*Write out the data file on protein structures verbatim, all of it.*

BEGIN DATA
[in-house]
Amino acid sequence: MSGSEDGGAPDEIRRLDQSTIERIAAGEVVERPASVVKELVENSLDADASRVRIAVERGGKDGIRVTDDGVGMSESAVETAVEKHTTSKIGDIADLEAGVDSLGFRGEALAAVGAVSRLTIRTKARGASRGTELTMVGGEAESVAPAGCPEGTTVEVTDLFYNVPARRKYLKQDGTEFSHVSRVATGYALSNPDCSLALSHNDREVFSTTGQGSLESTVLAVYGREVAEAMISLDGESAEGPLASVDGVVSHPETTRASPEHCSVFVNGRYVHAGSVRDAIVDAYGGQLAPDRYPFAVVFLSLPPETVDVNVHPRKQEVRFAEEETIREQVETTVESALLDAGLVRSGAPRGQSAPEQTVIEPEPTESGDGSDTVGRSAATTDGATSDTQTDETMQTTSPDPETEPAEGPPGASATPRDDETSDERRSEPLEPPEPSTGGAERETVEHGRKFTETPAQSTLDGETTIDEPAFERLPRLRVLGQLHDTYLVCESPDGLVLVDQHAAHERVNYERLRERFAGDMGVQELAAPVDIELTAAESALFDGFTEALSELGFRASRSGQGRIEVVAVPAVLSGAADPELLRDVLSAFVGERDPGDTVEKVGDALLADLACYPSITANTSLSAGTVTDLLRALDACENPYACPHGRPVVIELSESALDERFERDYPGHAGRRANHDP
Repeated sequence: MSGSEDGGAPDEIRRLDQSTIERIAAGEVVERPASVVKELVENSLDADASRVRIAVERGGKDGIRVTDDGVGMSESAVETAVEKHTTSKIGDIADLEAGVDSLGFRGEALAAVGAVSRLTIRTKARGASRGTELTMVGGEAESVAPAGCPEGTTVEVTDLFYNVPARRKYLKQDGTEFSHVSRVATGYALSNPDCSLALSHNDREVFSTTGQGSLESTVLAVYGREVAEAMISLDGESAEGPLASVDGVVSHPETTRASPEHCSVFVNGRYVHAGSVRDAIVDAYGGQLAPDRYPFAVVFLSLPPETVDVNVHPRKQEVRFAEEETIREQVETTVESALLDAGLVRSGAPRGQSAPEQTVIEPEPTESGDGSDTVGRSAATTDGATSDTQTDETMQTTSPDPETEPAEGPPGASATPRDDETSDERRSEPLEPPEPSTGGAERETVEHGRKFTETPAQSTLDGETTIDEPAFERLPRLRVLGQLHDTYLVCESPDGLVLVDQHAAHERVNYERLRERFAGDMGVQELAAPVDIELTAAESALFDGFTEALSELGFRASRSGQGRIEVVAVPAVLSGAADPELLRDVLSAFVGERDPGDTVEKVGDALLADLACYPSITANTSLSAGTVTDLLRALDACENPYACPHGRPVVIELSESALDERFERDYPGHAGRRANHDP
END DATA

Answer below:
[in-house]
Amino acid sequence: MSGSEDGGAPDEIRRLDQSTIERIAAGEVVERPASVVKELVENSLDADASRVRIAVERGGKDGIRVTDDGVGMSESAVETAVEKHTTSKIGDIADLEAGVDSLGFRGEALAAVGAVSRLTIRTKARGASRGTELTMVGGEAESVAPAGCPEGTTVEVTDLFYNVPARRKYLKQDGTEFSHVSRVATGYALSNPDCSLALSHNDREVFSTTGQGSLESTVLAVYGREVAEAMISLDGESAEGPLASVDGVVSHPETTRASPEHCSVFVNGRYVHAGSVRDAIVDAYGGQLAPDRYPFAVVFLSLPPETVDVNVHPRKQEVRFAEEETIREQVETTVESALLDAGLVRSGAPRGQSAPEQTVIEPEPTESGDGSDTVGRSAATTDGATSDTQTDETMQTTSPDPETEPAEGPPGASATPRDDETSDERRSEPLEPPEPSTGGAERETVEHGRKFTETPAQSTLDGETTIDEPAFERLPRLRVLGQLHDTYLVCESPDGLVLVDQHAAHERVNYERLRERFAGDMGVQELAAPVDIELTAAESALFDGFTEALSELGFRASRSGQGRIEVVAVPAVLSGAADPELLRDVLSAFVGERDPGDTVEKVGDALLADLACYPSITANTSLSAGTVTDLLRALDACENPYACPHGRPVVIELSESALDERFERDYPGHAGRRANHDP
Repeated sequence: MSGSEDGGAPDEIRRLDQSTIERIAAGEVVERPASVVKELVENSLDADASRVRIAVERGGKDGIRVTDDGVGMSESAVETAVEKHTTSKIGDIADLEAGVDSLGFRGEALAAVGAVSRLTIRTKARGASRGTELTMVGGEAESVAPAGCPEGTTVEVTDLFYNVPARRKYLKQDGTEFSHVSRVATGYALSNPDCSLALSHNDREVFSTTGQGSLESTVLAVYGREVAEAMISLDGESAEGPLASVDGVVSHPETTRASPEHCSVFVNGRYVHAGSVRDAIVDAYGGQLAPDRYPFAVVFLSLPPETVDVNVHPRKQEVRFAEEETIREQVETTVESALLDAGLVRSGAPRGQSAPEQTVIEPEPTESGDGSDTVGRSAATTDGATSDTQTDETMQTTSPDPETEPAEGPPGASATPRDDETSDERRSEPLEPPEPSTGGAERETVEHGRKFTETPAQSTLDGETTIDEPAFERLPRLRVLGQLHDTYLVCESPDGLVLVDQHAAHERVNYERLRERFAGDMGVQELAAPVDIELTAAESALFDGFTEALSELGFRASRSGQGRIEVVAVPAVLSGAADPELLRDVLSAFVGERDPGDTVEKVGDALLADLACYPSITANTSLSAGTVTDLLRALDACENPYACPHGRPVVIELSESALDERFERDYPGHAGRRANHDP